Court Orders French Web Site To Stop Rating Teachers
A Web site in France that allowed students to anonymously rate and name their teachers has been ordered by a court to no longer allow the practice.
Teachers unions with the backing of the education ministry took the site to court, saying the personal comments were a breach of privacy and an "incitement to public disorder." The site note2be.com was created in January by French entrepreneurs, allowed students to rate and discuss their teacher’s abilities.
The judges in the case took the side of the teachers and said the Web site could no longer rate teachers by their names and any violation would require the sites owners to pay a $1,520 (1,000 euro) fine.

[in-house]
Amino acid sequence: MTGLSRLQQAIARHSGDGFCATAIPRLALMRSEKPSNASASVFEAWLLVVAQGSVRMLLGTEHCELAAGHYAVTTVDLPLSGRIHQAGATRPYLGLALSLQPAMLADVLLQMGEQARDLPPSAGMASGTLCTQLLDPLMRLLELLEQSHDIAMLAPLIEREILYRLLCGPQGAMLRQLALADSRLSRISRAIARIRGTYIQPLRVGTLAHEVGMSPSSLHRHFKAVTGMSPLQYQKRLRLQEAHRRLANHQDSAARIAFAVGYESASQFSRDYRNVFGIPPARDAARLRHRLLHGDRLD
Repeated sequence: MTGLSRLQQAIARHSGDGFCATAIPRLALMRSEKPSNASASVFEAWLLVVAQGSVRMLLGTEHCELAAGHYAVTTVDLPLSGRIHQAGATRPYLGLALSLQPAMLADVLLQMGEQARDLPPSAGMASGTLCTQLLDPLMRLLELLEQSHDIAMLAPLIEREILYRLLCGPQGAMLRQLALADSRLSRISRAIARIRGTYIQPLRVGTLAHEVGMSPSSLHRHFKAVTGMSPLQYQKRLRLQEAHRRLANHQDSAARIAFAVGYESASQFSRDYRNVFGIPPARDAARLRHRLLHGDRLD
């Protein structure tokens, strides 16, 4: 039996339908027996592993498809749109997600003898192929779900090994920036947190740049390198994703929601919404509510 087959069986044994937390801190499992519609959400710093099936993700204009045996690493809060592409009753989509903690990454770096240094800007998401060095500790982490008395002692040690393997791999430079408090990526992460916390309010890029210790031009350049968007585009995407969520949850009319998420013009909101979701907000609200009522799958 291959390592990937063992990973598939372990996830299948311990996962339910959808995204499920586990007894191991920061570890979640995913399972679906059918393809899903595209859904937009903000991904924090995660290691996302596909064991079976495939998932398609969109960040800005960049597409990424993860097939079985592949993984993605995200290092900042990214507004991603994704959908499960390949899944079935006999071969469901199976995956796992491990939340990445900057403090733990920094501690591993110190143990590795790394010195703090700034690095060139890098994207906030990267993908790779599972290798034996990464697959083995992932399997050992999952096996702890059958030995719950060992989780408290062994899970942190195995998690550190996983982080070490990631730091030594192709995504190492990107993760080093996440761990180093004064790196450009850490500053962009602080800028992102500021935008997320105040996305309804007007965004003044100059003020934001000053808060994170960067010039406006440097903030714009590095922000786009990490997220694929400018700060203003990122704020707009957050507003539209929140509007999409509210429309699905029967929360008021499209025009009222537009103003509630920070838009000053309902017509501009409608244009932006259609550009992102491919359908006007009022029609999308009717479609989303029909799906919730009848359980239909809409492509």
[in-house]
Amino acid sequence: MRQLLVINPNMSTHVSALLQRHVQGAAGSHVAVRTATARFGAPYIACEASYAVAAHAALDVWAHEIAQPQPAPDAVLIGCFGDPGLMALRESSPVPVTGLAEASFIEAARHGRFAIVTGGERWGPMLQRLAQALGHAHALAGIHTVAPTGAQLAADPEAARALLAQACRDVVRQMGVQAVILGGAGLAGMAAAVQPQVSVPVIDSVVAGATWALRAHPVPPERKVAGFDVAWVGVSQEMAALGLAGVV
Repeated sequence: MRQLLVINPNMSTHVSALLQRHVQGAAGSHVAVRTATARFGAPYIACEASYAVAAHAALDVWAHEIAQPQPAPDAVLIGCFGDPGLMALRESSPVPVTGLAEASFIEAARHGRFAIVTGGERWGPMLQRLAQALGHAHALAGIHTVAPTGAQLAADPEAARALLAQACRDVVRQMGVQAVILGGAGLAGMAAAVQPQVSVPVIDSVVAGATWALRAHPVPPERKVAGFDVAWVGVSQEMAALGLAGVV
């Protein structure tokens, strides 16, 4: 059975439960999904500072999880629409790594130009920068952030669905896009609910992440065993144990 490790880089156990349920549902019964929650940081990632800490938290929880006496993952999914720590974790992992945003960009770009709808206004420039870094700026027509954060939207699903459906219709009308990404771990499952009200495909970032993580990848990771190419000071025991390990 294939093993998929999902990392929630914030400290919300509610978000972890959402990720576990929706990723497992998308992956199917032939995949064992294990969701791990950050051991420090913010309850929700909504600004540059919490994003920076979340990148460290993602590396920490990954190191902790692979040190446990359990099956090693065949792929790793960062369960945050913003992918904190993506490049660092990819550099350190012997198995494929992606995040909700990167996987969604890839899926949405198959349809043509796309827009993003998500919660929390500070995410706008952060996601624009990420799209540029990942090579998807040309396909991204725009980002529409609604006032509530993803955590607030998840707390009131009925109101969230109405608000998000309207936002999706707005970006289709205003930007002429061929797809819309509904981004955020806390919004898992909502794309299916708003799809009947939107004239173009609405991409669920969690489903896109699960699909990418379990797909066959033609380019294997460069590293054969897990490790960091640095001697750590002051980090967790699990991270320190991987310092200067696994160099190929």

"This is an astonishing and surprising decision that has worrying implications for the development of the Web," said Stephane Cola, who co-founded the site, Reuters reported. "The ranking and evaluation of professionals on the Web is a fundamental principle and a primary motor of the Internet around the world," he told reporters after the verdict.
The teachers unions praised the verdict. "We are totally satisfied by this ruling," said Francis Berguin, the head of the SNES teachers’ union. "It is not up to pupils to mark their own teachers and certainly not on a commercial Web site," he told LCI news channel.
Note2be.com allowed students to rate their teachers in six areas including, how interesting, clear, fair, available, respectful and motivated they were. It also featured a ranking system to reward France’s top 10 teachers.
Education Minister Xavier Darcos voiced approval of the court verdict saying he," totally supported teachers whose difficult mission will not be the object of anonymous attacks on the Internet".